Breaking down the personal financial plan

The term financial planning is over used by financial journals and marketing companies alike. And the haphazard flow of information in addition to the unnecessary jargon makes you think of financial planning as a complex exercise. All financial planning requires is a systematic approach which involves meticulous planning and constant monitoring. It is, simply, the effort taken to make your money work as hard as you.

Each of us has life goals and financial planning is aimed towards achieving these goals. The process of financial planning consists of four important aspects:

Set goals

Get down to creating a list of your most important goals in a clear and simple manner. It is imperative to differentiate the goals on the basis of the time period; short term, mid term and long term goals.

Let us understand this with an example of Rajesh who is a 35-year old professional, married with a seven-year old child. His goals would be:

  • Short term: purchase a flat in the next five years / trip abroad with family
  • Medium term: child’s education /child’s marriage
  • Long term: retirement planning

Once the goals are laid out, it is important to calculate the target corpus for each of these goals taking the inflation factor into account.

In our example, Rajesh will need to provide for his child’s education when the child turns 18. The current cost of education is Rs. 20 lakh. We assume the inflation rate to be at 5 per cent. The cost of education after 11 years would be Rs.34.2 lakh.

This exercise can be done individually, but, requires a lot of time and effort. So, invest in a financial planner to help you out.

Analyse your net worth

The next logical step would be take stock of your existing assets and liabilities, in other words, prepare a net worth statement. Net worth analysis is a snapshot of your current financial position. The process is simple – just list down all existing assets and liabilities. The difference between the two is your net worth. Do not be alarmed if you get a negative figure, which is likely if you are relatively young with multiple liabilities. Instead of worrying about the possibilities, address the concerns and take corrective steps in line with your goals.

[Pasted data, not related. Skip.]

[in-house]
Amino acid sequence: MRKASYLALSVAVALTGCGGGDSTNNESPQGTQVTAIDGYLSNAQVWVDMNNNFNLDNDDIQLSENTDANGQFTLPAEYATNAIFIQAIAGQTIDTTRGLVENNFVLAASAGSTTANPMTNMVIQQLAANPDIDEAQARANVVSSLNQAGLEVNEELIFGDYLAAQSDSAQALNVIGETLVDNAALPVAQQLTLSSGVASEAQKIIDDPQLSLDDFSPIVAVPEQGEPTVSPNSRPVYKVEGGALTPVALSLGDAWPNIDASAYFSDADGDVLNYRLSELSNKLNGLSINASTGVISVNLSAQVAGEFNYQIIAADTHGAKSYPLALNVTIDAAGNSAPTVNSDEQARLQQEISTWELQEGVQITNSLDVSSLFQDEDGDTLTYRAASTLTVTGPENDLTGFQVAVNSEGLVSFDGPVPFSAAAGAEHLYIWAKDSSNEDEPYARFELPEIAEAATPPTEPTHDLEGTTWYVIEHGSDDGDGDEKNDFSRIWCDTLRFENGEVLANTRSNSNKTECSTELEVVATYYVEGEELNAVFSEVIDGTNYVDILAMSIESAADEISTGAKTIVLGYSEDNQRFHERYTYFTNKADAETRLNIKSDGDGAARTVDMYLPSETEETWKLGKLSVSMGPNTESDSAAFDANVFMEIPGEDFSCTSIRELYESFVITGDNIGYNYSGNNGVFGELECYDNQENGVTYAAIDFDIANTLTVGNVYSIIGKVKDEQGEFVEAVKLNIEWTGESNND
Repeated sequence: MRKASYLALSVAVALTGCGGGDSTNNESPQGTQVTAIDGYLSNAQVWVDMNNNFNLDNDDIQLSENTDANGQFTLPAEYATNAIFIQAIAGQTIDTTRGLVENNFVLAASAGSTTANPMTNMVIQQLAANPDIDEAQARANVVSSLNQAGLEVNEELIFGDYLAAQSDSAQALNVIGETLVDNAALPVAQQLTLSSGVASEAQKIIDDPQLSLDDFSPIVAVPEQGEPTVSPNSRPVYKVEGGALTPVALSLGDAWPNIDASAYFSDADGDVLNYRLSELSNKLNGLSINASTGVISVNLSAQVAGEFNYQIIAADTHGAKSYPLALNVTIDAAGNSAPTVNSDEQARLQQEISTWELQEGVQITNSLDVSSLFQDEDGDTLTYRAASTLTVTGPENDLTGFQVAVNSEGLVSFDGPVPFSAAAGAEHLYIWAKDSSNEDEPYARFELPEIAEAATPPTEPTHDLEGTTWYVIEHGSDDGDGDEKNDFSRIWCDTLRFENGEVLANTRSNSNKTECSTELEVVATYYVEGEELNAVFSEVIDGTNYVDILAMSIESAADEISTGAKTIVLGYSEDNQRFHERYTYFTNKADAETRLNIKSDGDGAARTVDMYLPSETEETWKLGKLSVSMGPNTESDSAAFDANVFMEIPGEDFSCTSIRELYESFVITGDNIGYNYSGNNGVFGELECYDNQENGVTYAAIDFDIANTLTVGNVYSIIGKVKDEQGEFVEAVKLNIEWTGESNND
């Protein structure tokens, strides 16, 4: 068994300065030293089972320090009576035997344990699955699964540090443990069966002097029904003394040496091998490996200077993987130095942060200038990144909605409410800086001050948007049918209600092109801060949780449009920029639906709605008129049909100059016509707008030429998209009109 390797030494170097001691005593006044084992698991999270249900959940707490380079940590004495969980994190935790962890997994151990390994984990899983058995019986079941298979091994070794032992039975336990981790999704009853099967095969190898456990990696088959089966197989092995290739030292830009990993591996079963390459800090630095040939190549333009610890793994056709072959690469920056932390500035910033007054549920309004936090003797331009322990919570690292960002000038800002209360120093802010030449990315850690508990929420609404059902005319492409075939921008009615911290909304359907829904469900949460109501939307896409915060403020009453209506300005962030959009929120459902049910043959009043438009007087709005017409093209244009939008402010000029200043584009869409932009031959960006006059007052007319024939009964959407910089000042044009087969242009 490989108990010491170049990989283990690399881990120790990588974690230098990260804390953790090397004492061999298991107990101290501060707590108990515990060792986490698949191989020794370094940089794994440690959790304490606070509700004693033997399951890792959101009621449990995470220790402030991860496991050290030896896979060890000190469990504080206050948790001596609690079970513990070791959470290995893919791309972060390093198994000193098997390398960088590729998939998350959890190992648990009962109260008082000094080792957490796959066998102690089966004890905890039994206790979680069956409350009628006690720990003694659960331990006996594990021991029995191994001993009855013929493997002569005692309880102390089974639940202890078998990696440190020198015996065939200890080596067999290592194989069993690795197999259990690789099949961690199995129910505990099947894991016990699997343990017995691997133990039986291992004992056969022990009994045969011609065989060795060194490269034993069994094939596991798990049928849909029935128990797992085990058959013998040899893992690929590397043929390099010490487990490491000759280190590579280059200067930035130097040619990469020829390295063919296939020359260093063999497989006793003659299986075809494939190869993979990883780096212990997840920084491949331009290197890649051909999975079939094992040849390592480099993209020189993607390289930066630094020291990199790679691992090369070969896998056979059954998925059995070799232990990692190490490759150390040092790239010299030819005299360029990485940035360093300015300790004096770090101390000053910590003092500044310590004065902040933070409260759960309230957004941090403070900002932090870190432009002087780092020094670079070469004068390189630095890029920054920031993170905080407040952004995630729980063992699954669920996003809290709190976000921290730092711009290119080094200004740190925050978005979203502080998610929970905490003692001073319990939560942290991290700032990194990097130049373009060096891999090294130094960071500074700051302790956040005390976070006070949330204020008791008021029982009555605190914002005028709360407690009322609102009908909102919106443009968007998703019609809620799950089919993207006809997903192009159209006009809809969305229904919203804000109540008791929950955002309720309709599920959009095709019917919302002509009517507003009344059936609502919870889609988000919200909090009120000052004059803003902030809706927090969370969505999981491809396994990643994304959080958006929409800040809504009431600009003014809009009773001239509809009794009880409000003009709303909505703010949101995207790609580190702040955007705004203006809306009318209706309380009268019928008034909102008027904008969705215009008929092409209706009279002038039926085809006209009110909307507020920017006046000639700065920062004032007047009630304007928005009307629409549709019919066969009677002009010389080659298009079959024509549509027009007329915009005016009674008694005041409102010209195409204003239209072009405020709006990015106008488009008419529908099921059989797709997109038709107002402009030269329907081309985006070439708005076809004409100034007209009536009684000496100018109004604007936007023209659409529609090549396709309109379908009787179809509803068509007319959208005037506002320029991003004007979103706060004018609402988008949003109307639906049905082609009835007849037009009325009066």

It is prudent to realign the net worth statement on a monthly basis taking into account your ongoing investments. In this case (see table), the individual can invest half of his investible surplus (Rs.10, 000) every month into mutual fund schemes and half into a recurring deposit. This will mean that every month the investors’ assets will increase by Rs. 10,000 each in mutual funds and bank fixed deposits.

Draw up a gap analysis

Once you have your goals chalked out and the net worth calculated, it will be easy to check if your current investment patterns are sufficient enough to help you achieve your goals. This process is called gap analysis. Gap analysis helps in locating loopholes or deficiencies in your existing investment patterns.

For example, say a 30 year old wants to build a retirement corpus of Rs.2 crore and wishes to retire with this amount at age 50. Assuming he continues to hold all his existing investments till his retirement age, it will amount to Rs.1 crore. This analysis shows a deficit (gap) of Rs.1 crore. A financial advisor will help deploy the future investible surplus in such a manner that it will aid in achieving the target corpus.

While it is important to take the help of the expertise provided by a financial advisor, it is imperative that you actively involve yourself in the process. This will help you in case of a change in your advisor and also prevent possible mis-selling.

Monitor your financial plan

The last step of the financial planning process is to design a savings plan with your surplus investible money. This step may involve two to three sessions with your financial advisor where you decide on your future course of investment. The areas of concern which get highlighted by the gap analysis will be looked into in this last leg of financial planning.

The financial advisor will suggest a comprehensive plan which will work towards bridging the gap between the current financial position and future goals. More importantly, he will devise a plan taking into account the risk appetite and risk capacity of the investor. It is imperative to not only follow the plan diligently, but, continuously monitor investments.

There is a possibility that over time your investments may go off track with respect to your targets. A constant monitoring and evaluation of the investment plan ensures focus and helps you stay on course with your financial objectives.

Recommended Model Portfolio For Age 30 – Retirement Planning
Investments    Aggressive Investor    Conservative Investor
Equity MF    30%    20%
Equity Shares    15%    5%
Real Estate    10%    15%
Gold    5%    5%
PPF    20%    25%
New Pension Scheme    20%    30%